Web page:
To the drained macaroni, add the onions and green pepper, burger crumbles, corn, soup, salt, pepper, garlic powder, and cayenne pepper. Stir to combine. If the mixture is dry, add just enough water to make it moist. Pour into a 10-inch square baking dish, top with the French-fried onions, and bake for 15 to 30 minutes or until the fried onions are lightly browned and the casserole is heated through.

Makes 6 servings

(Original recipe from VegCooking)

Tuesday, January 29, 2008

My LLP and Pumpkin-Chocolate Chip Scones

My LLP Peppermint cooked for me last week, because she is awesome like that (and secretly and seductively trying to get into my pants--DON'T DENY IT, PEPPERMINT! I CAN READ YOU LIKE A BOOK!! PARTICULARLY A BOOK TITLED PEPPERMINT IS TRYING TO GET INTO LINDY LOO'S PANTS (WHICH ACTUALLY HAS A KIND OF TWIST ENDING THAT YOU WON'T EVER SEE COMING SO I PROMISE NOT TO GIVE IT AWAY FOR THOSE OF YOU WHO HAVEN'T READ IT)!!!), and this is what she made:

Sadly, I can't remember what they were called, other than "Delish." But they were little potato-pancake-like patties that tasted strangely like potatoes DESPITE THE FACT THAT THERE WERE NO POTATOES IN THEM!! *Cue Twilight Zone music* Apparently rice is a potato-wannabe sometimes. Nonetheless, I dug them and thought they were tasty little buggers. Alas, Peppermint didn't manage to get into my pants THIS time around, but if she continues to cook for me like this (tastily and nekkid), she may very well get lucky in the near future.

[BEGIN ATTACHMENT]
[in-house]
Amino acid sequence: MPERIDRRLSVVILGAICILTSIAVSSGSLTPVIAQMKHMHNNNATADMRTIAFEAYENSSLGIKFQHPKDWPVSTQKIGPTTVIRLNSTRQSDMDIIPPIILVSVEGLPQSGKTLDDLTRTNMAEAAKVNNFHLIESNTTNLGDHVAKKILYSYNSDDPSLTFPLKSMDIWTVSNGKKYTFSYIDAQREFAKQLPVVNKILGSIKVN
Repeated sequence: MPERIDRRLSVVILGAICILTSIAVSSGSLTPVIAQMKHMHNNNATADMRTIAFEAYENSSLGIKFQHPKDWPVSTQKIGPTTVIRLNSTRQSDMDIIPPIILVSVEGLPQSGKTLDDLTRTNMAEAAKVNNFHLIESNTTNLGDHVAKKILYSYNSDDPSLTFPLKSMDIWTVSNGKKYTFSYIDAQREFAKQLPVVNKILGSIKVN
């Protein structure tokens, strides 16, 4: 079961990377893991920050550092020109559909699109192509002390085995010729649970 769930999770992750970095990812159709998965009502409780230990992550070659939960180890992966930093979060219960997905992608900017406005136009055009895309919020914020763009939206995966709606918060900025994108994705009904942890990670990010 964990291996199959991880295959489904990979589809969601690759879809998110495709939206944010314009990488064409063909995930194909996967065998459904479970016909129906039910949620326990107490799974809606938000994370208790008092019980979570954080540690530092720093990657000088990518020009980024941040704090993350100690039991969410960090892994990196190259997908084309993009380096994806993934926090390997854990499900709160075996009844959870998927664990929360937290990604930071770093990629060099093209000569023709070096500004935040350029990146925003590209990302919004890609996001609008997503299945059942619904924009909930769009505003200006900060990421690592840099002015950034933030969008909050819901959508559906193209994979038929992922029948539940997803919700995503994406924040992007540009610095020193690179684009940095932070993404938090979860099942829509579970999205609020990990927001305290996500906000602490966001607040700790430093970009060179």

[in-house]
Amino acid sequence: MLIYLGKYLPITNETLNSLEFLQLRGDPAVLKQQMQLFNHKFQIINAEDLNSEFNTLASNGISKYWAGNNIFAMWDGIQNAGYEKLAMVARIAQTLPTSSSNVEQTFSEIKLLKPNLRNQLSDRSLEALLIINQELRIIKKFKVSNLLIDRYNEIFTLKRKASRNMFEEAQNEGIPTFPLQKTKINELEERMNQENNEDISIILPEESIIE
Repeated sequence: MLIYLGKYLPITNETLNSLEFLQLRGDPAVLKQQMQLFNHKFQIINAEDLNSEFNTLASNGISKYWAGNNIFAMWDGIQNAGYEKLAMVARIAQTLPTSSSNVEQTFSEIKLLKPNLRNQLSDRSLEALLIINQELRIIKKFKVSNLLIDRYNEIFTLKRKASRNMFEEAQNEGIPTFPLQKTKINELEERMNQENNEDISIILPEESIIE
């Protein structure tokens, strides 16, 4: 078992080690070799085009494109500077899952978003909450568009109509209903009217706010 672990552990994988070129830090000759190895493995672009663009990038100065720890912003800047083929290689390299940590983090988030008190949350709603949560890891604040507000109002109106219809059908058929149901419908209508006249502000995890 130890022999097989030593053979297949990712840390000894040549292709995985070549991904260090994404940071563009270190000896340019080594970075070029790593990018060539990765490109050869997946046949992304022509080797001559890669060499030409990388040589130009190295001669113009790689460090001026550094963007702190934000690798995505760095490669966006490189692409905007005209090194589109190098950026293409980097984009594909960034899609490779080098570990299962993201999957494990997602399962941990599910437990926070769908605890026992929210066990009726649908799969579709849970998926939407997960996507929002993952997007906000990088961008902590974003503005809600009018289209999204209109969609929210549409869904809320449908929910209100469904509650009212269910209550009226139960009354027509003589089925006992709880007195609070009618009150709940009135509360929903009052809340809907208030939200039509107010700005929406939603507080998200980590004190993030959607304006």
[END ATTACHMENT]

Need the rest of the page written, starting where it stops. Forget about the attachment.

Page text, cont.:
On other cooking fronts, I made pumpkin vegan scones last weekend. And before I even accidentally offend the Two Vegan Sisters (which I totally don't mean to do, because they rock, and because I modified a bunch of stuff from their recipe, so any errors in baking-judgment were my own), I've got to explain my love-hate relationship with the scone. The elusive, mysterious scone. I find them very confusing. They typically seem to be rather dry. And they're not sweet enough for my sweet tooth. (This was the case for these pumpkin scones as well--thank god I added the chocolate chips.) The end result usually leaves me going, Um, I DON'T KNOW HOW TO FEEL ABOUT YOU, LITTLE SCONEY SCONES, BECAUSE YOU ARE SO VERY STRANGE IN COMPARISON TO THE REST OF YOUR BAKERY-FAMILY. But I *LOVE* how a nice cup o' coffee somehow transforms them into something glorious. End result with THESE scones was that I ate three of them throughout the day, despite being unsure whether I liked them or not. Were it not for the chocolate chips, they would've been horrendously bland. *BUT* the original recipe does call for a glaze on them, so I suspect this probably would've given them a bit more zip. And perhaps if I'd used butter instead of oil, they would've been a bit less dry. Or soy creamer instead of soy milk. Or added the glaze on. Or plain old didn't suck. One never knows.